4. Benzalkonium chlorides: a set of biocides used in disinfectants known to promote and contribute to antibiotic resistance.
5. Hydrochloric acid: highly corrosive acid that though naturally produced in the body to aid digestion, can cause harm when synthesised chemically. This is widely used and can be found in most toilet cleaners. Splashes can cause eye damage, or blindness and ingestion can lead to severe injury to the mouth, throat, oesophagus and stomach.
6. Sulphuric acid: typically present in toilet cleaners and drain-uncloggers, and sometimes in detergents too. It is severely corrosive and can cause burns.
7. Ammonia: present in products that promise sparkling surfaces like polishes, glass cleaners and fine cleaners. Has a pungent smell and is an immediate irritant for most people. Particularly triggered are those who have asthma or other lung issues and breathing problems. Consistent exposure can cause chronic bronchitis and asthma.
8. Chlorine bleach: Present in soap powders, whitening cleaners, and toilet cleaners. Can be contacted through the skin as well as inhalation, and has risks ranging from irritation in the respiratory tract and organs to thyroid disruption.
9. Perc: Perchloroethylene is found in dry-cleaners or spot cleaning products. It is an established neurotoxin, and the EPA classifies Perc as a possible carcinogen as well, with prolonged exposure causing spells of dizziness, loss of coordination and dulled senses.
10. 2-Butoxyethanol: This is a form of glycol ether that is found in glass cleaners. Minor exposure can cause sore throats while sustained exposure is linked with some forms of narcosis, pulmonary edema as well as liver and kidney damage too.
11. Phenols: Found in phenolic disinfectants which are slower to evaporate than water, so are often left behind even post-cleaning, causing burns over sustained periods of time.
12. QUATs: found in antibacterial fabric cleaners and softeners, and therefore as harmful as other antibacterials like triclosan and triclocabon, in that they can strip away essential microbes and contribute to antibiotic resistance too.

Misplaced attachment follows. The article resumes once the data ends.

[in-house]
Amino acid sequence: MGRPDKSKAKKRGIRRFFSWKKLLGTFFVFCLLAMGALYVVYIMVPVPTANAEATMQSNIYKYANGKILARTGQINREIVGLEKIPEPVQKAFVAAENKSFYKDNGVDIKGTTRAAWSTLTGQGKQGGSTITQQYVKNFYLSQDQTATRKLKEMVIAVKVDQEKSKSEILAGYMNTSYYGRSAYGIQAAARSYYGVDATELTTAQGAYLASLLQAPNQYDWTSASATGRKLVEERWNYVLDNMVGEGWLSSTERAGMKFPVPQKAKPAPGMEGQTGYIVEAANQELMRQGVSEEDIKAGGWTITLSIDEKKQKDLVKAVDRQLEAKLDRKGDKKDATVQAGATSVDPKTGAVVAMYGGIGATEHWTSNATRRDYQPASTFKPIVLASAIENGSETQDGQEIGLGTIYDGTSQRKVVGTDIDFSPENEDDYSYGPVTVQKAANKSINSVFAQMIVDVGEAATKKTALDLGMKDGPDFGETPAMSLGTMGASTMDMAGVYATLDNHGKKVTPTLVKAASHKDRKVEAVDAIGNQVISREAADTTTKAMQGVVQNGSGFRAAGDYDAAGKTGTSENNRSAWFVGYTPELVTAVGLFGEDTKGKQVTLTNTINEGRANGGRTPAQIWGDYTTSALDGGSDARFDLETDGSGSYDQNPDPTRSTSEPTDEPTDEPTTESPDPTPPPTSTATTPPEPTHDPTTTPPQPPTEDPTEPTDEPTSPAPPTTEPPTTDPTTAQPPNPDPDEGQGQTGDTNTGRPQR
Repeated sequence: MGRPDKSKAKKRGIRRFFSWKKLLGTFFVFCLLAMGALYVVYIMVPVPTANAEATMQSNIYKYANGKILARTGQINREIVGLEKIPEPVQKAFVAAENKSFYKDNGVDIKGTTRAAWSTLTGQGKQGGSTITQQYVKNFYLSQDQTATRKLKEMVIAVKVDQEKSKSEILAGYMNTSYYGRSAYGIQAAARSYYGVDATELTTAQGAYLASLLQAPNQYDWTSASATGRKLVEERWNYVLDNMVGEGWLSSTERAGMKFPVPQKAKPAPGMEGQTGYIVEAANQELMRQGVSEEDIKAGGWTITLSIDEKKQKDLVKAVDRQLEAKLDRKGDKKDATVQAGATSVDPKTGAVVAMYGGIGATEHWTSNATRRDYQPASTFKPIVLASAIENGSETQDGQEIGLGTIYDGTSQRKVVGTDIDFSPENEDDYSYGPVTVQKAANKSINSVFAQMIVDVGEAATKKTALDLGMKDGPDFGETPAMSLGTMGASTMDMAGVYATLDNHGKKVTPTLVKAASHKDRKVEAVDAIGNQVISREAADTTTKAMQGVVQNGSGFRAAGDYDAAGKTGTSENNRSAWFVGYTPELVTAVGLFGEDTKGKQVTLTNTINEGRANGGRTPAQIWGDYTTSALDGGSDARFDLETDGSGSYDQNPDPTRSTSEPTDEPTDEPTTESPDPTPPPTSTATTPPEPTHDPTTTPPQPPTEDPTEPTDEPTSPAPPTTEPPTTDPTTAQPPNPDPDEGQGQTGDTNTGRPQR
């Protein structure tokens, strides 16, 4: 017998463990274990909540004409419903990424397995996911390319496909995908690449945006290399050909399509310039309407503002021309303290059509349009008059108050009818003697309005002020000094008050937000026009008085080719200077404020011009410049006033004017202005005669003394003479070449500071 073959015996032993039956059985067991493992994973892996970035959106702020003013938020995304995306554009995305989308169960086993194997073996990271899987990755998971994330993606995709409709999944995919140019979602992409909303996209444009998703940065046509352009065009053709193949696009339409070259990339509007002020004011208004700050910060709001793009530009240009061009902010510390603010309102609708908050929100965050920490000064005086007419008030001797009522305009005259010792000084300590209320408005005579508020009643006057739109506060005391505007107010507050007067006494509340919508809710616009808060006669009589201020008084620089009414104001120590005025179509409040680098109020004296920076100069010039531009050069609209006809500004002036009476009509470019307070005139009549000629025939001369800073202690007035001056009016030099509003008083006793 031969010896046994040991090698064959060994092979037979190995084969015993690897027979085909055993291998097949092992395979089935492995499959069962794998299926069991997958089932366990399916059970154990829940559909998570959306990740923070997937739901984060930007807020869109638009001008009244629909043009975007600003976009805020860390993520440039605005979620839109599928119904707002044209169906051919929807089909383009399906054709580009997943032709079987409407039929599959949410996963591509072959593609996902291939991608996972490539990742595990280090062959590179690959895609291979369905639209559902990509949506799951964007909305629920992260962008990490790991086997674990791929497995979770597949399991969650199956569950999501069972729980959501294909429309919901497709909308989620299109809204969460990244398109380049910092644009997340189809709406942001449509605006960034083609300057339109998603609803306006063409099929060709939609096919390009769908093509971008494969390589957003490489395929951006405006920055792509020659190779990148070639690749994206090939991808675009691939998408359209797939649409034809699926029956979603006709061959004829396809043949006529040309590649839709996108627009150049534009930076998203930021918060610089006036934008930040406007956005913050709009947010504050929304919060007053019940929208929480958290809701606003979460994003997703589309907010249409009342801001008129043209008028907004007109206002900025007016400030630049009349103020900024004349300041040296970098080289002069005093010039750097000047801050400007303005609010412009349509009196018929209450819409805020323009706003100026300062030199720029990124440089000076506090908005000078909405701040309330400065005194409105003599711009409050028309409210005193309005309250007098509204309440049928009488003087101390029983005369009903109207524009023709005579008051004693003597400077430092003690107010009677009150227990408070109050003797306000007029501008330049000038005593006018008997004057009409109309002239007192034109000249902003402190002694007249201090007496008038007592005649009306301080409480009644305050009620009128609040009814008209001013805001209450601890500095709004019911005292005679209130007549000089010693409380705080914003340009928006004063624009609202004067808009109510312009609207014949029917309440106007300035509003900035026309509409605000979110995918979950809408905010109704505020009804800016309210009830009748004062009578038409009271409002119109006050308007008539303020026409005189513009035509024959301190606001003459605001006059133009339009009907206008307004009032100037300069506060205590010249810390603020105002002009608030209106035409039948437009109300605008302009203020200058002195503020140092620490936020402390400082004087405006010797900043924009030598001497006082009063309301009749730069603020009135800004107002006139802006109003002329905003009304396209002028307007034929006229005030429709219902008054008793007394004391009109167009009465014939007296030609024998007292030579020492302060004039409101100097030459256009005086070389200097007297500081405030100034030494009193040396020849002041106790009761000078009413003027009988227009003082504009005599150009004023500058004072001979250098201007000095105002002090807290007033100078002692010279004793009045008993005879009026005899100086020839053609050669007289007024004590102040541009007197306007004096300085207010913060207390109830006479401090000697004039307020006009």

The truth is that many household cleaning products – not limited to floor and bathroom cleaners alone, including others like body soap, cosmetics and air fresheners – are quite heavily loaded with combinations of these harmful chemicals that have proven ill-effects on human and animal health, and in some cases an adverse impact on the environment too. The case for safe cleaning has never been stronger, with more and more ascertainable links between cleaning products and ill-health now being made.
If you’ve been vigilant about reading labels on the packaged foods that you purchase for your family, the time has now come to begin inspecting labels on cleaning products as well. Some of the most commonly used ingredients such as parabens, ammonia, chlorine bleach, QUATS, triclosan, and triclocarban, are amongst the most harmful of chemicals proven to have ill-effects once inside the body. Usually absorbed through the skin, some inhaled and some through contamination of food, they begin to tamper very slowly with our internal systems, destabilising the microbial balance that is essential for smooth and normal bodily function. This adversely impacts digestion and cripples our immune systems over time – attacking the two most fundamental pillars of good health.